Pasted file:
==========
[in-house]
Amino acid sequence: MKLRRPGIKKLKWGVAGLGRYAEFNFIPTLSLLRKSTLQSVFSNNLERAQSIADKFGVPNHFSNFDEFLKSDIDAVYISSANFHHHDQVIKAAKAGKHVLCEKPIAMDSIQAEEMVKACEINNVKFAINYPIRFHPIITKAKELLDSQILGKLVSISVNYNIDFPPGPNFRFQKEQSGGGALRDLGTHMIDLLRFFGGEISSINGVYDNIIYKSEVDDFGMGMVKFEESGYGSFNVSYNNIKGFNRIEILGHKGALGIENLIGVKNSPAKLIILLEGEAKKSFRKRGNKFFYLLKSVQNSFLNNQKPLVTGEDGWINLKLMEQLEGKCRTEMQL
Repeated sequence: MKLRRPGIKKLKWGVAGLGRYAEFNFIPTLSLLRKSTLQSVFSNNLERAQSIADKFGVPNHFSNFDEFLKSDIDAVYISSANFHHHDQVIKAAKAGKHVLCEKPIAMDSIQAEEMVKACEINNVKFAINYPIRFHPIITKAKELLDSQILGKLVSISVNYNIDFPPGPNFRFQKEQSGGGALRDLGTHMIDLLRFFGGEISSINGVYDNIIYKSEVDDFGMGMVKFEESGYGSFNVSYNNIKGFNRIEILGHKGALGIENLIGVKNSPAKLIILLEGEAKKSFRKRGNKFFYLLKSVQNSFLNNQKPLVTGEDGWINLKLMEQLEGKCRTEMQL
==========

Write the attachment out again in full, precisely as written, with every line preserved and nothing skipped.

[in-house]
Amino acid sequence: MKLRRPGIKKLKWGVAGLGRYAEFNFIPTLSLLRKSTLQSVFSNNLERAQSIADKFGVPNHFSNFDEFLKSDIDAVYISSANFHHHDQVIKAAKAGKHVLCEKPIAMDSIQAEEMVKACEINNVKFAINYPIRFHPIITKAKELLDSQILGKLVSISVNYNIDFPPGPNFRFQKEQSGGGALRDLGTHMIDLLRFFGGEISSINGVYDNIIYKSEVDDFGMGMVKFEESGYGSFNVSYNNIKGFNRIEILGHKGALGIENLIGVKNSPAKLIILLEGEAKKSFRKRGNKFFYLLKSVQNSFLNNQKPLVTGEDGWINLKLMEQLEGKCRTEMQL
Repeated sequence: MKLRRPGIKKLKWGVAGLGRYAEFNFIPTLSLLRKSTLQSVFSNNLERAQSIADKFGVPNHFSNFDEFLKSDIDAVYISSANFHHHDQVIKAAKAGKHVLCEKPIAMDSIQAEEMVKACEINNVKFAINYPIRFHPIITKAKELLDSQILGKLVSISVNYNIDFPPGPNFRFQKEQSGGGALRDLGTHMIDLLRFFGGEISSINGVYDNIIYKSEVDDFGMGMVKFEESGYGSFNVSYNNIKGFNRIEILGHKGALGIENLIGVKNSPAKLIILLEGEAKKSFRKRGNKFFYLLKSVQNSFLNNQKPLVTGEDGWINLKLMEQLEGKCRTEMQL